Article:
Monday, June 06, 2005

Private tutoring versus commercial learning centers

Too young for tests - but not for tutors

"But many experts in early-childhood education adamantly oppose [commercial learning center] programs. They say the push for precociousness, even by parents with the best intentions, can put too much pressure on little ones and lead to burnout. Moreover, they argue that these kinds of programs are not suitable for children so young.

'It's that notion of education as a race, and it flies in the face of what we know about early-childhood education,' said David Elkind, author of The Hurried Child and professor of child development at Tufts University. 'All the evidence we have is it doesn't work, and it can do harm.'

'I'd say we are creating robots for the next generation," said Kathryn Hirsh-Pasek, a developmental psychologist at Temple University and coauthor of Einstein Never Used Flash Cards. Like many education experts, she said young children learned best through exploration and play.

'If parents are demanding this service, it is because the education system has scared them to death,' said Mariaemma Willis, coauthor of Midlife Crisis Begins in Kindergarten. 'Parents are afraid their children won't be tops academically, they won't go to the best college, they won't get the best jobs. The system has convinced them to push the 'determining' age lower and lower - that is, the age at which their child's success or failure in life is determined.'


Private tutoring and commercial learning centers are not created equally. I am bothered by the fact that this article makes it seem as though they are one and the same.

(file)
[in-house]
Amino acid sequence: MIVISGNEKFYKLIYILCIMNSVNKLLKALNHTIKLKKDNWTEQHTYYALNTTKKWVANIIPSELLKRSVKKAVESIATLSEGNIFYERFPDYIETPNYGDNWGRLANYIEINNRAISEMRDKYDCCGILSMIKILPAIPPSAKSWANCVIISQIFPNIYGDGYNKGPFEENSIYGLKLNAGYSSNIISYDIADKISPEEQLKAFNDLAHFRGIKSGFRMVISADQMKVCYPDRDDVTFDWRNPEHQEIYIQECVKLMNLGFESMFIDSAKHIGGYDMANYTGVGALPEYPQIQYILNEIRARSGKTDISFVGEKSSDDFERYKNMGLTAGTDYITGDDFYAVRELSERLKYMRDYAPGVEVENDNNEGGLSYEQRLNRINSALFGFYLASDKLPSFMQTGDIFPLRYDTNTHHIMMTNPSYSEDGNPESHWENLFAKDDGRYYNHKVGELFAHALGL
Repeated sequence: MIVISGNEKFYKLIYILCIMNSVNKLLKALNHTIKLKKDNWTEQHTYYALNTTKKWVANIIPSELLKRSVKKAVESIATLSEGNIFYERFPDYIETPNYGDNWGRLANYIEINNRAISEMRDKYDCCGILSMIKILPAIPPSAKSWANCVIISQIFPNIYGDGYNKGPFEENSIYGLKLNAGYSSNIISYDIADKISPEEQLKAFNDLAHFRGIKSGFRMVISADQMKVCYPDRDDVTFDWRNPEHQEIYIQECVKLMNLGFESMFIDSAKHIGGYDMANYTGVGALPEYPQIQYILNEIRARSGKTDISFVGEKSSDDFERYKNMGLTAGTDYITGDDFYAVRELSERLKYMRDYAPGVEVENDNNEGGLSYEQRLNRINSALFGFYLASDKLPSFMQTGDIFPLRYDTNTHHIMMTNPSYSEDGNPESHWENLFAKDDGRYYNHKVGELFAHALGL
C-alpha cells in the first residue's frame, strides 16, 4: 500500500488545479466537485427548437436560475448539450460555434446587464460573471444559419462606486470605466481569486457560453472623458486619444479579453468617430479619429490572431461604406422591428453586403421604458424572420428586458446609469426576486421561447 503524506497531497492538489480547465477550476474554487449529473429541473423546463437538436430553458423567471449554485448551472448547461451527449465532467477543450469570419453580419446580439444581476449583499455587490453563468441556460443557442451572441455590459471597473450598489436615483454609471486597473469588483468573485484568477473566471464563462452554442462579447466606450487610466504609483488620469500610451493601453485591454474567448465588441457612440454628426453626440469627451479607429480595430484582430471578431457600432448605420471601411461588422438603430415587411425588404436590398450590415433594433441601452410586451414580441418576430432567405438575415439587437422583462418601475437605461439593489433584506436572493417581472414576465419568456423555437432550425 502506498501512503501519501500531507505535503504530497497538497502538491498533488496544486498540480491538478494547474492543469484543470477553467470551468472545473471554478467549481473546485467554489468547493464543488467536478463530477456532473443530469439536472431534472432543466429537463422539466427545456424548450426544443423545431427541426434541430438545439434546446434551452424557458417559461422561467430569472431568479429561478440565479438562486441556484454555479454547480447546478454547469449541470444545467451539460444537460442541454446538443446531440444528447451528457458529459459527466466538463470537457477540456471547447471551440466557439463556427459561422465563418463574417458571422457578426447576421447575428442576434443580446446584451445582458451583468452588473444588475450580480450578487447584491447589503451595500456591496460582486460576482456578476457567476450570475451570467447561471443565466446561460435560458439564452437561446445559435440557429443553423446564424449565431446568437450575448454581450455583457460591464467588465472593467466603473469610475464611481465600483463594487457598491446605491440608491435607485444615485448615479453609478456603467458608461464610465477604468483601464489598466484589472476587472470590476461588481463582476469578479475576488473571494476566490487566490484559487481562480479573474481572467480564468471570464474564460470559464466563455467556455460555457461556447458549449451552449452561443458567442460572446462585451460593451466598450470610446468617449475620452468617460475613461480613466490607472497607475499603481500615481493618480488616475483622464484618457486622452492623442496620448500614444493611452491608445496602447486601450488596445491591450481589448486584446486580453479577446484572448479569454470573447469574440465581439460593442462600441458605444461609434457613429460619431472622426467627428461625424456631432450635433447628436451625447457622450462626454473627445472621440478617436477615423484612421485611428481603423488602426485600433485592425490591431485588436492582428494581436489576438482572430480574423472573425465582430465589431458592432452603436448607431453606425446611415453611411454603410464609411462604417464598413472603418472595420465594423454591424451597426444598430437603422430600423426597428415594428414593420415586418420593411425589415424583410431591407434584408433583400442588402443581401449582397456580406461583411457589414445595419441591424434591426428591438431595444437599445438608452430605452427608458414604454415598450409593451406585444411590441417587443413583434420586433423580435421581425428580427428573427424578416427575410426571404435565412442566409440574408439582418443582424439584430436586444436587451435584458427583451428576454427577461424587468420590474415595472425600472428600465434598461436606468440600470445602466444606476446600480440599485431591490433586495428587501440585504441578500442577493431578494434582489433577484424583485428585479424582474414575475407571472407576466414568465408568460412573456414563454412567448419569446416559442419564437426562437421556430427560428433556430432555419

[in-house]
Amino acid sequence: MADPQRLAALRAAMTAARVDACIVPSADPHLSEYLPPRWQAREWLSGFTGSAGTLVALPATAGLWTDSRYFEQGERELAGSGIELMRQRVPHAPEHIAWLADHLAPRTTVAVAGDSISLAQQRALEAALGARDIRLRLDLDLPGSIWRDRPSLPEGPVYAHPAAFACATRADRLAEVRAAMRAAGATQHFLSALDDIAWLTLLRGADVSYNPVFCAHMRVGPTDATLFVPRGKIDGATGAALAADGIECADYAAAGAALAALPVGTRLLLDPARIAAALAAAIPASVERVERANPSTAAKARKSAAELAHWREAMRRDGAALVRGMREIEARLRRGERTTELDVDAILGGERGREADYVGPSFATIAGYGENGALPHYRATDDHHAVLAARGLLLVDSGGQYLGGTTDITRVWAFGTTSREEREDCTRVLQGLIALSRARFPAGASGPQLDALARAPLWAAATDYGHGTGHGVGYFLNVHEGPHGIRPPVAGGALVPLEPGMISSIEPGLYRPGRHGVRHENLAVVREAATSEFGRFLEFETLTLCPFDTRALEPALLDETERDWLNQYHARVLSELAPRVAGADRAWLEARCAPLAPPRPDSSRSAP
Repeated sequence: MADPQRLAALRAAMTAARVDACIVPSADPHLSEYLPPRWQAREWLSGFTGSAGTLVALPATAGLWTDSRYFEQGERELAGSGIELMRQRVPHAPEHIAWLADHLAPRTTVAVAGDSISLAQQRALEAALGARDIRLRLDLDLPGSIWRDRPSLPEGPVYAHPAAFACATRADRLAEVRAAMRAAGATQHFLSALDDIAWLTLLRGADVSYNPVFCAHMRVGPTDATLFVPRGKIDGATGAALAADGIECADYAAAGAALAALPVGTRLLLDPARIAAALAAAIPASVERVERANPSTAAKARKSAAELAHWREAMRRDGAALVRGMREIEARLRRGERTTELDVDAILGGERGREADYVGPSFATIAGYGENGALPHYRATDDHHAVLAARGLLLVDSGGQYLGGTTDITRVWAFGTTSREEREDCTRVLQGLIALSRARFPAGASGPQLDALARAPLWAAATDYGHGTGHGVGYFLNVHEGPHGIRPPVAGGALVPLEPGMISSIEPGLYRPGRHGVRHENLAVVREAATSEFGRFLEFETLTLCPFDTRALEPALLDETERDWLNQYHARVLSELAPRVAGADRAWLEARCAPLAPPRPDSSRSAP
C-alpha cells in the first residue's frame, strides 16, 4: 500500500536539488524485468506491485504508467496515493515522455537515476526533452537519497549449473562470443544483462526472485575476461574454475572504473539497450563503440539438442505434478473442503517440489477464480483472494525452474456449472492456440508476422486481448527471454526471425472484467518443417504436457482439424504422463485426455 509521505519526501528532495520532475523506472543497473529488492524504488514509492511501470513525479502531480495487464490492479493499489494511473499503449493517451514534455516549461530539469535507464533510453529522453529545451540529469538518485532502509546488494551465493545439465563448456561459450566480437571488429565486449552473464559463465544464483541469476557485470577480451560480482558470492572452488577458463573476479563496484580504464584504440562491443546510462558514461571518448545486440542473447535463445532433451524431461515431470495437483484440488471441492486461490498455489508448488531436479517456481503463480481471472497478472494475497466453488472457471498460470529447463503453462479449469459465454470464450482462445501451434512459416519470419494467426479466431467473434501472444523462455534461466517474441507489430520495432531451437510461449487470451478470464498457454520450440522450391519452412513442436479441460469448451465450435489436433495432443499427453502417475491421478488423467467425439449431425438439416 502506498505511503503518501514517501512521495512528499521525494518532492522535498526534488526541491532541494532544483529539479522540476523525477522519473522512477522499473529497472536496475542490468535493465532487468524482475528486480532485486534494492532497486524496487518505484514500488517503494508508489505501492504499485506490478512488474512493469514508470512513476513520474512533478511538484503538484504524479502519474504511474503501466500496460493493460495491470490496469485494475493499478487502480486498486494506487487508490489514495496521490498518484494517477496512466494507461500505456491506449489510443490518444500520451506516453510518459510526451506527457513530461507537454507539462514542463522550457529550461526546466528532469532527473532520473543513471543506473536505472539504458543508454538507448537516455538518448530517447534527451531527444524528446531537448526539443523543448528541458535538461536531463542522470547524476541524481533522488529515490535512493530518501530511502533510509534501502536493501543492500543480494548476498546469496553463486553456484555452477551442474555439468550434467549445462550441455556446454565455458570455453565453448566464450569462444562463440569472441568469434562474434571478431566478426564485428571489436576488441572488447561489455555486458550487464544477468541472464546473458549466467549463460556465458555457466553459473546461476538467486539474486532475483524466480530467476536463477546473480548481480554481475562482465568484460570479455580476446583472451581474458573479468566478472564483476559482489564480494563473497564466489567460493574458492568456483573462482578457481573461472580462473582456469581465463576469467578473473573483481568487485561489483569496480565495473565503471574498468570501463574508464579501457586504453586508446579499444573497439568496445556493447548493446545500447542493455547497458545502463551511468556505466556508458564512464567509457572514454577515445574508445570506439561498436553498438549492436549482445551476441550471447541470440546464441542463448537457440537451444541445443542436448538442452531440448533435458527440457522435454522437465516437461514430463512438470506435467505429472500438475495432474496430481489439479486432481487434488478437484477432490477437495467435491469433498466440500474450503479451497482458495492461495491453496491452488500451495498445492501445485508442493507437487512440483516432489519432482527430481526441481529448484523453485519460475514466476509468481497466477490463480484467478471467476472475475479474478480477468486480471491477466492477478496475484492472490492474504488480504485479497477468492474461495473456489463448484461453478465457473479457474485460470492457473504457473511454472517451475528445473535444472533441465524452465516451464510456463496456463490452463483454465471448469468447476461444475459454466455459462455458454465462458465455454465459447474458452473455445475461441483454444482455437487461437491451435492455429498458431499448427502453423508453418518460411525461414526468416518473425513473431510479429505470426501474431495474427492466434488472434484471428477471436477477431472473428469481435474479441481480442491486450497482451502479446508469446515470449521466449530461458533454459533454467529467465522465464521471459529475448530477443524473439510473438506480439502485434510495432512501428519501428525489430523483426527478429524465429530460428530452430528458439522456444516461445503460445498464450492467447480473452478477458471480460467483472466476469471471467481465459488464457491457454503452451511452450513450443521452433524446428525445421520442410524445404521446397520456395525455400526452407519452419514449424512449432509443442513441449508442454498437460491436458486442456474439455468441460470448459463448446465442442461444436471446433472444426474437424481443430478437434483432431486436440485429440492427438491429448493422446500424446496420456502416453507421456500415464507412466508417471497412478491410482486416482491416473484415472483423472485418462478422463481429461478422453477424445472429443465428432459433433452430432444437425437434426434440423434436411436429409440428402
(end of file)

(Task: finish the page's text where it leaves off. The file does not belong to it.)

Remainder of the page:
Commercial learning centers, like The Score and Sylvan, appear very good on paper. They tout that their programs foster a love of learning and increased "smarts." In reality, these programs foster a love of fast paced computer games and external reward systems. In San Diego, Sylvan offers,"individualized instruction" with a 3:1 student teacher ratio using prefabricated worksheets.

These centers do amazingly well because they appear to make big promises about long-term success and motivation. They even guarantee higher test scores after a month of preparation. What most people don't know is that these centers are banking heavily on "poor retest validity" measures. Meaning, when administered a test more than once, you should expect to perform better on the second assessment. In other words, being familiar with a test is enough to make us test significantly better which makes the second assessment invalid.

Furthermore, for young children, I agree that computer time should be limited. And for any child, burnout should be avoided at all costs. I am lucky enough to work with parents who want to give their child an edge, not an anxiety disorder.

A truly individualized education, anchored in love and respect for a child's wellbeing, is what I offer to my clients. Extreme presence is my best attribute. This presence leads to intense in-the-moment analysis that aids in steering present and future interactions with each student.

As an educational theorist, my goal is to be thinking about my students. Learning centers apply current theories to masses of students. I'd rather be a creator and innovator of education than a bricklayer


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